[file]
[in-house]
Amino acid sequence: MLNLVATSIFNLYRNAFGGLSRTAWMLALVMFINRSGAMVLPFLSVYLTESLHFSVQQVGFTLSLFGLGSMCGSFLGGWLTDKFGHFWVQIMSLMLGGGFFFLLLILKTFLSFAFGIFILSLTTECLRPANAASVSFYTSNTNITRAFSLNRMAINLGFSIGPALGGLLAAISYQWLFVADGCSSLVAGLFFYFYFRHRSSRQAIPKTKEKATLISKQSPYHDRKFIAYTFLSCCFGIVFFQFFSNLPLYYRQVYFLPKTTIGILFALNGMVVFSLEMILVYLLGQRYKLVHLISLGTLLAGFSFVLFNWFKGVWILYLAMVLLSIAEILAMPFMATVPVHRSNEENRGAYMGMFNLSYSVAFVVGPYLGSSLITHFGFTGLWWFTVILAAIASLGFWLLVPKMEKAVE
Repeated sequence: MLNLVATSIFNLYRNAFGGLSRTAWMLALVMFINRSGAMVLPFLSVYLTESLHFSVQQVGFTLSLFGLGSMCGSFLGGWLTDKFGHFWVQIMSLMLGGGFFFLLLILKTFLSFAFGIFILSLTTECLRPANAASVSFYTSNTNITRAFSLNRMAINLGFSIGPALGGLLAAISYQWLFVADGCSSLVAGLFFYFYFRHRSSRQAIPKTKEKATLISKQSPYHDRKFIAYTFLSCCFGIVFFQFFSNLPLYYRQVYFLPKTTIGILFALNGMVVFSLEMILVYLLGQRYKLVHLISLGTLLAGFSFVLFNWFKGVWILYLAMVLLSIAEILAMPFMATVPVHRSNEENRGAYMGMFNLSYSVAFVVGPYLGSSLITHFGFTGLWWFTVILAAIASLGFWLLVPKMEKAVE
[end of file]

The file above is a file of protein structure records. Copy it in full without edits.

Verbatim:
[in-house]
Amino acid sequence: MLNLVATSIFNLYRNAFGGLSRTAWMLALVMFINRSGAMVLPFLSVYLTESLHFSVQQVGFTLSLFGLGSMCGSFLGGWLTDKFGHFWVQIMSLMLGGGFFFLLLILKTFLSFAFGIFILSLTTECLRPANAASVSFYTSNTNITRAFSLNRMAINLGFSIGPALGGLLAAISYQWLFVADGCSSLVAGLFFYFYFRHRSSRQAIPKTKEKATLISKQSPYHDRKFIAYTFLSCCFGIVFFQFFSNLPLYYRQVYFLPKTTIGILFALNGMVVFSLEMILVYLLGQRYKLVHLISLGTLLAGFSFVLFNWFKGVWILYLAMVLLSIAEILAMPFMATVPVHRSNEENRGAYMGMFNLSYSVAFVVGPYLGSSLITHFGFTGLWWFTVILAAIASLGFWLLVPKMEKAVE
Repeated sequence: MLNLVATSIFNLYRNAFGGLSRTAWMLALVMFINRSGAMVLPFLSVYLTESLHFSVQQVGFTLSLFGLGSMCGSFLGGWLTDKFGHFWVQIMSLMLGGGFFFLLLILKTFLSFAFGIFILSLTTECLRPANAASVSFYTSNTNITRAFSLNRMAINLGFSIGPALGGLLAAISYQWLFVADGCSSLVAGLFFYFYFRHRSSRQAIPKTKEKATLISKQSPYHDRKFIAYTFLSCCFGIVFFQFFSNLPLYYRQVYFLPKTTIGILFALNGMVVFSLEMILVYLLGQRYKLVHLISLGTLLAGFSFVLFNWFKGVWILYLAMVLLSIAEILAMPFMATVPVHRSNEENRGAYMGMFNLSYSVAFVVGPYLGSSLITHFGFTGLWWFTVILAAIASLGFWLLVPKMEKAVE